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Re: Buddha nature vs Soul

Post by Malcolm » Sat Sep 09, 2017 3:08 am

smcj wrote:
Malcolm wrote: What is the point of eternalism if isn't something to be eternal?
As Shakespeare said, "The play's the thing". Even so, every play needs a stage. No need for an actor to get stuck in a role just because the stage stays the same.
The point is that there is no point to eternalism if there is no eternal agent or object.
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Re: Buddha nature vs Soul

Post by smcj » Sat Sep 09, 2017 5:11 am

The point is that there is no point to eternalism if there is no eternal agent or object.
Defining terms:

I'm using "eternalism" to refer to an Ultimate Reality that is unborn or non-manifest.

My understanding of "soul" is an identity or something manifest that is unchanging.

For instance, Kalu R gave the example of a being that is born successively as an elephant, then fish, then bird. Can you say that the true identity of the fish is really that of the elephant? Or say that the bird's identity is really as a fish? No. There is nothing essential and unchanging about any of those successive identities. Nothing about the continuity that goes between lifetimes limits the metamorphosis between lives. Thus there is no essential unchanging identity, no "soul", involved in the continuity. Part of its nature is limitless freedom to be expressed as anything whatsoever.
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Re: Buddha nature vs Soul

Post by Supramundane » Sat Sep 09, 2017 6:24 am

takso wrote:
doublerepukken wrote:Hey all,

I have been reading more into the concept of Buddha-nature and honestly I am very lost. I was under the impression that in Buddhism all things are subject to change and are impermanent, yet here is a concept of something eternal that is present in all beings... I don't understand how this is different from atman. Also apparently from the Lotus sutra, Buddhas are actually also eternal and everlasting? This is all very confusing lol. If anyone is able to clear this up for me I would greatly appreciate it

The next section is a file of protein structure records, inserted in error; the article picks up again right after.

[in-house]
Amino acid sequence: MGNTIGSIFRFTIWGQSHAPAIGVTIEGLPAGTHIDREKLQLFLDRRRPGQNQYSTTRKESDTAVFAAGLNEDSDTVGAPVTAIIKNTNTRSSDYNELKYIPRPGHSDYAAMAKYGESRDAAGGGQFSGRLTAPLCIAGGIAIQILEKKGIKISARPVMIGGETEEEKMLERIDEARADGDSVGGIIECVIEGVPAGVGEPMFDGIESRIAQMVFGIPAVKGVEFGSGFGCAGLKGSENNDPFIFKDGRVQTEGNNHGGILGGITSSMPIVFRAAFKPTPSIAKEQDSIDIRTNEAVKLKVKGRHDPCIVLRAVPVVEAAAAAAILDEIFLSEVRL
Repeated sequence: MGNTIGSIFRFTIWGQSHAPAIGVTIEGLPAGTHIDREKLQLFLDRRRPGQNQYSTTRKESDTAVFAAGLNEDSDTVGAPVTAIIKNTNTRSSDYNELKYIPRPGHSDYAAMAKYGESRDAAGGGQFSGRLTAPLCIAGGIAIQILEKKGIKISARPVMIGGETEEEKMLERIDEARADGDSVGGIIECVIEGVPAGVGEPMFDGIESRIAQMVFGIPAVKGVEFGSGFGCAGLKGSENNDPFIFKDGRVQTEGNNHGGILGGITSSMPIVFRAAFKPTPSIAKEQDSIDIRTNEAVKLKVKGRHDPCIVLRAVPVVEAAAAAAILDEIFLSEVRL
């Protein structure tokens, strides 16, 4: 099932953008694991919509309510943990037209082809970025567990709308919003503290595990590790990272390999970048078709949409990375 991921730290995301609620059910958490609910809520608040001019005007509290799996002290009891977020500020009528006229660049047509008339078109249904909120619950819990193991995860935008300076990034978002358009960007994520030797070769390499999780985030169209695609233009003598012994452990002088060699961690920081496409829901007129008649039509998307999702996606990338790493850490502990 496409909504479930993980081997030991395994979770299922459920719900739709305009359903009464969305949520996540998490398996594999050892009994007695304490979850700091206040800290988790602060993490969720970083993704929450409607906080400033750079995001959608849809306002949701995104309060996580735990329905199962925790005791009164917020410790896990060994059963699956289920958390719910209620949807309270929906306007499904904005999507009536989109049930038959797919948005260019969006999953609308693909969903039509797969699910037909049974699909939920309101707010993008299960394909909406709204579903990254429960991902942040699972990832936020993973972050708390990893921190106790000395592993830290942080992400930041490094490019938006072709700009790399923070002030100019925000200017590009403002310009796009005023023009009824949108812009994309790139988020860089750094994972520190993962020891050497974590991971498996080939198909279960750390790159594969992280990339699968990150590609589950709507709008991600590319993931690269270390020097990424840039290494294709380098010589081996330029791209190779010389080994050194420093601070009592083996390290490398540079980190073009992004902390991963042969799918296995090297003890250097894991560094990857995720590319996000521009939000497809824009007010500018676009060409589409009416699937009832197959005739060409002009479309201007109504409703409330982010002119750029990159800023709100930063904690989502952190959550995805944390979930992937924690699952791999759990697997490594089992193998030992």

:namaste:
Buddha nature is a phenomenon arising out of the observation by the conventional mind. It refers to an innate characteristic (behaviour) of our mind that is luminous. In other words, when we examine our usual mind, its delusion is negated, what is left is a nature of clarity of the innate mind. And Buddhism articulates on one’s potentiality of exploring the base level of the mind. This would mean a chance of making inroads into realising the innate mind that is pure, boundless, potent and luminous (the experiencing of the Buddha nature) by individuals.

On the other hand, soul is simply referring to consciousness. Actually, the mind is a pattern of consciousness that is born from awareness. Awareness is a ground condition that ‘supports’ consciousness. The nature of awareness is effulgence and it is in a not-knowing state before the appearance of object. Consciousness, on the other hand, is appearance of objects in the mind. When awareness touches on objects, consciousness would arise simultaneously. Consciousness is naturally looking outward to objects and it is flitting all the time.